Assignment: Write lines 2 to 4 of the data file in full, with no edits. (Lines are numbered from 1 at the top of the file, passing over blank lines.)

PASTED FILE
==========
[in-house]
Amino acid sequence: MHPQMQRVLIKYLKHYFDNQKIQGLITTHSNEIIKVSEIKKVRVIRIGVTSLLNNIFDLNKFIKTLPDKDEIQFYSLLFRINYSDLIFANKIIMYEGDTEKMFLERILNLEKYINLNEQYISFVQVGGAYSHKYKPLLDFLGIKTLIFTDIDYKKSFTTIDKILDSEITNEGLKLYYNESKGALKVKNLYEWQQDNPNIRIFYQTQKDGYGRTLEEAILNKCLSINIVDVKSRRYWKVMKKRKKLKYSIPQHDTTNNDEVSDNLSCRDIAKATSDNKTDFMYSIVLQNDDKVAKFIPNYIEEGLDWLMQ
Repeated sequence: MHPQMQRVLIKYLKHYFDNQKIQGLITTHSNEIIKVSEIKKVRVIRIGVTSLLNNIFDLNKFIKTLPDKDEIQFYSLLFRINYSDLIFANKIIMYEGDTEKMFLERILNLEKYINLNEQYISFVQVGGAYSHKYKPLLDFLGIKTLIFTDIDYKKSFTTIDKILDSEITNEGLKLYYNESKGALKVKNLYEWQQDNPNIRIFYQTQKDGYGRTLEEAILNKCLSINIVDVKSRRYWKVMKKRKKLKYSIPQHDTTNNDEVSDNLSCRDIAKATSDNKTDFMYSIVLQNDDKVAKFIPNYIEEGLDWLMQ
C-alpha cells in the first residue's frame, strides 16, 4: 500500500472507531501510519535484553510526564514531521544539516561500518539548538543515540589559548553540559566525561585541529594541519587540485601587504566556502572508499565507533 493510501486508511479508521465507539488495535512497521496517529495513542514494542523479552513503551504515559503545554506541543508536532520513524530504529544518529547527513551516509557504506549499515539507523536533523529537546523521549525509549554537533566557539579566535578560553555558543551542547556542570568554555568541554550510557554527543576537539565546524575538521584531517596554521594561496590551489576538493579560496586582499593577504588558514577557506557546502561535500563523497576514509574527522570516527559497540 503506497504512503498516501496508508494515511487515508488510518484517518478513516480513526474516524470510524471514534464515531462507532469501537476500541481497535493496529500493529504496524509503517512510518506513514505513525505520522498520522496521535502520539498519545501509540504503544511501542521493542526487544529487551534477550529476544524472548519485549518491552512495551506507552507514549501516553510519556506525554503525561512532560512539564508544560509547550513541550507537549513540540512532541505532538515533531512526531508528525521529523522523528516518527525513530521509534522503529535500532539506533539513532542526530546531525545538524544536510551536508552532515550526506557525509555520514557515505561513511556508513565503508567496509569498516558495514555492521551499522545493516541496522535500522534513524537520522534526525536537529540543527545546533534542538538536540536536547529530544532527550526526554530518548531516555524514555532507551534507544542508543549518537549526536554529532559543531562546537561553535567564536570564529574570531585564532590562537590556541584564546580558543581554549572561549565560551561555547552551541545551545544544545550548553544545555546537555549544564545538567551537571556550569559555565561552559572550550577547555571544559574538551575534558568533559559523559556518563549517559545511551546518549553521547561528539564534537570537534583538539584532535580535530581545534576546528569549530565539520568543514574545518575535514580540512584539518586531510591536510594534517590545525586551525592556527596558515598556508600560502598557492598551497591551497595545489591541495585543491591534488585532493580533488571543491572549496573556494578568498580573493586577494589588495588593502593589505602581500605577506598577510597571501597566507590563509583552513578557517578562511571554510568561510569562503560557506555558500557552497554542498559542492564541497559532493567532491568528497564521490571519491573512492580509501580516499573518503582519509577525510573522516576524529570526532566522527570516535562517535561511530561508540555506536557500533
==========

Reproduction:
Amino acid sequence: MHPQMQRVLIKYLKHYFDNQKIQGLITTHSNEIIKVSEIKKVRVIRIGVTSLLNNIFDLNKFIKTLPDKDEIQFYSLLFRINYSDLIFANKIIMYEGDTEKMFLERILNLEKYINLNEQYISFVQVGGAYSHKYKPLLDFLGIKTLIFTDIDYKKSFTTIDKILDSEITNEGLKLYYNESKGALKVKNLYEWQQDNPNIRIFYQTQKDGYGRTLEEAILNKCLSINIVDVKSRRYWKVMKKRKKLKYSIPQHDTTNNDEVSDNLSCRDIAKATSDNKTDFMYSIVLQNDDKVAKFIPNYIEEGLDWLMQ
Repeated sequence: MHPQMQRVLIKYLKHYFDNQKIQGLITTHSNEIIKVSEIKKVRVIRIGVTSLLNNIFDLNKFIKTLPDKDEIQFYSLLFRINYSDLIFANKIIMYEGDTEKMFLERILNLEKYINLNEQYISFVQVGGAYSHKYKPLLDFLGIKTLIFTDIDYKKSFTTIDKILDSEITNEGLKLYYNESKGALKVKNLYEWQQDNPNIRIFYQTQKDGYGRTLEEAILNKCLSINIVDVKSRRYWKVMKKRKKLKYSIPQHDTTNNDEVSDNLSCRDIAKATSDNKTDFMYSIVLQNDDKVAKFIPNYIEEGLDWLMQ
C-alpha cells in the first residue's frame, strides 16, 4: 500500500472507531501510519535484553510526564514531521544539516561500518539548538543515540589559548553540559566525561585541529594541519587540485601587504566556502572508499565507533 493510501486508511479508521465507539488495535512497521496517529495513542514494542523479552513503551504515559503545554506541543508536532520513524530504529544518529547527513551516509557504506549499515539507523536533523529537546523521549525509549554537533566557539579566535578560553555558543551542547556542570568554555568541554550510557554527543576537539565546524575538521584531517596554521594561496590551489576538493579560496586582499593577504588558514577557506557546502561535500563523497576514509574527522570516527559497540 503506497504512503498516501496508508494515511487515508488510518484517518478513516480513526474516524470510524471514534464515531462507532469501537476500541481497535493496529500493529504496524509503517512510518506513514505513525505520522498520522496521535502520539498519545501509540504503544511501542521493542526487544529487551534477550529476544524472548519485549518491552512495551506507552507514549501516553510519556506525554503525561512532560512539564508544560509547550513541550507537549513540540512532541505532538515533531512526531508528525521529523522523528516518527525513530521509534522503529535500532539506533539513532542526530546531525545538524544536510551536508552532515550526506557525509555520514557515505561513511556508513565503508567496509569498516558495514555492521551499522545493516541496522535500522534513524537520522534526525536537529540543527545546533534542538538536540536536547529530544532527550526526554530518548531516555524514555532507551534507544542508543549518537549526536554529532559543531562546537561553535567564536570564529574570531585564532590562537590556541584564546580558543581554549572561549565560551561555547552551541545551545544544545550548553544545555546537555549544564545538567551537571556550569559555565561552559572550550577547555571544559574538551575534558568533559559523559556518563549517559545511551546518549553521547561528539564534537570537534583538539584532535580535530581545534576546528569549530565539520568543514574545518575535514580540512584539518586531510591536510594534517590545525586551525592556527596558515598556508600560502598557492598551497591551497595545489591541495585543491591534488585532493580533488571543491572549496573556494578568498580573493586577494589588495588593502593589505602581500605577506598577510597571501597566507590563509583552513578557517578562511571554510568561510569562503560557506555558500557552497554542498559542492564541497559532493567532491568528497564521490571519491573512492580509501580516499573518503582519509577525510573522516576524529570526532566522527570516535562517535561511530561508540555506536557500533